## About Incompact3dIncompact3d is a powerful high-order flow solver for academic research. Dedicated to Direct and Large Eddy Simulations (DNS/LES), it can combine the versatility of industrial codes with the accuracy of spectral codes. It scales with up to one million cores. The incompressible Navier-Stokes equations are discretized with finite-difference sixth-order schemes on a Cartesian mesh. Explicit or semi-implicit temporal schemes can be used for the time advancement depending on the flow configuration. To treat the incompressibility condition, a fractional step method requires to solve a Poisson equation. This equation is fully solved in spectral space via the use of relevant 3D Fast Fourier transforms(FFTs), allowing any kind of boundary conditions for the velocity field in each spatial direction. Using the concept of the modified wavenumber, the divergence free condition is ensured up to machine accuracy. The pressure field is staggered from the velocity field by half a mesh to avoid spurious oscillations. The modelling of a solid body inside the computational domain is performed with a customised Immersed Boundary Method. It is based on a direct forcing to ensure a no-slip boundary condition at the wall of the solid body while imposing non-zero velocities inside the solid body to avoid discontinuities on the velocity field. This customised IBM, fully compatible with the 2D domain decomposition and with a possible mesh refinement at the wall, is based on a 1D expansion of the velocity field from fluid regions into solid regions using Lagrange polynomials. To reach realistic Reynolds numbers, an implicit LES strategy can be implemented to solve the Navier-Stokes equations without any extra explicit modelling. In order to mimic a subgrid-scale model, artificial dissipation can be added via the viscous term thanks to the artificial dissipative features of the high-order compact schemes. |

**Acknowledgement**

Sylvain Laizet and Eric Lamballais would like to thank Imperial College London and The University of Poitiers for agreeing to make the solver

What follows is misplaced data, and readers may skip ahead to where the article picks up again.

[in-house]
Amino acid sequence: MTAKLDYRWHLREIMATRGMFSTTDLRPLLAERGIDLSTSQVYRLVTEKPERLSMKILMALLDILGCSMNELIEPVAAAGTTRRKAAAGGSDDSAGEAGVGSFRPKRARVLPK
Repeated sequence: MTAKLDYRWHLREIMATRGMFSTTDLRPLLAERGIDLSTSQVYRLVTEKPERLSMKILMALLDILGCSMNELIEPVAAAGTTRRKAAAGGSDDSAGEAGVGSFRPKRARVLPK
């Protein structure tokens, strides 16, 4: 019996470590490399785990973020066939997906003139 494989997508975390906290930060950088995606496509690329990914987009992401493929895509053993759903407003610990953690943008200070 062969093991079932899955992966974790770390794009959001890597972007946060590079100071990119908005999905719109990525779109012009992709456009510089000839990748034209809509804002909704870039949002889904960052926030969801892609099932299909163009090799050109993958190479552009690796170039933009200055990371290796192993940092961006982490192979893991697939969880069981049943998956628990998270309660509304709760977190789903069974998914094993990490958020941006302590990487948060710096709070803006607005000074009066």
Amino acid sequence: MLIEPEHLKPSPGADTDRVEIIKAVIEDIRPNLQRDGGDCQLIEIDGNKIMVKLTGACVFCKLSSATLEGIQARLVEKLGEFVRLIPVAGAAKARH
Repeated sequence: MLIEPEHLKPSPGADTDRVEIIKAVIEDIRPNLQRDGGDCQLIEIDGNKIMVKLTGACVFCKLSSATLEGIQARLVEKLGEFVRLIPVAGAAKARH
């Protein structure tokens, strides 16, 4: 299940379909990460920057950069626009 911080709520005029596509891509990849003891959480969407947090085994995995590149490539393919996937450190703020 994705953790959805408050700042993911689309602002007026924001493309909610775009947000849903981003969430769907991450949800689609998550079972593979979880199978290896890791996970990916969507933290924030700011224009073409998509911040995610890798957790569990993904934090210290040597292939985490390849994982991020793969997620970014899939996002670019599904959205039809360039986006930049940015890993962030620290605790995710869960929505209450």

**Incompact3d**available for the scientific community. Christos Vassilicos, Sylvain Lardeau, Ning Li, Charles Moulinec, Véronique Fortuné, Jorge Silvestrini and Thibault Dairay are acknowledged for helping in the development of

**Incompact3d.**

## About the numerical methods |
Laizet S. & Lamballais E.,
High-order compact schemes for incompressible flows: a simple and efficient method with the quasi-spectral accuracy, J. Comp. Phys., vol 228-15, pp 5989-6015, 2009Lamballais E., Fortune V. & Laizet S., Straightforward high-order numerical dissipation via the viscous term for Direct and Large Eddy Simulation, J. Comp. Phys., Vol 230-9, pp 3270-3275, 2011Gautier R., Laizet S. & Lamballais E., A DNS study of jet control with microjets using an alternating direction forcing strategy, Int. J. of Computational Fluid Dynamics, 28, pp 393-410, 2014 |

## About the parallel strategy |
Laizet S. & Li N.,
Incompact3d, a powerful tool to tackle turbulence problems with up to 0(10^5) computational cores, Int. J. of Numerical Methods in Fluids, Vol 67-11, pp 1735-1757, 2011Li N. & Laizet S., 2DECOMP&FFT - a highly scalable 2D decomposi on library and FFT interface, Cray User Group meeting: Simulation comes of age, Edinburgh, Scotland -- 24/05-27/05, 2010 Laizet S., Lamballais E. & Vassilicos J.C., A numerical strategy to combine high-order schemes, complex geometry and parallel computing for high resolution DNS of fractal generated turbulence, Computers & Fluids, vol 39-3, pp 471-484, 2010Incompact3d is using the open-source library 2D Decomp&FFT, available at http://www.2decomp.org |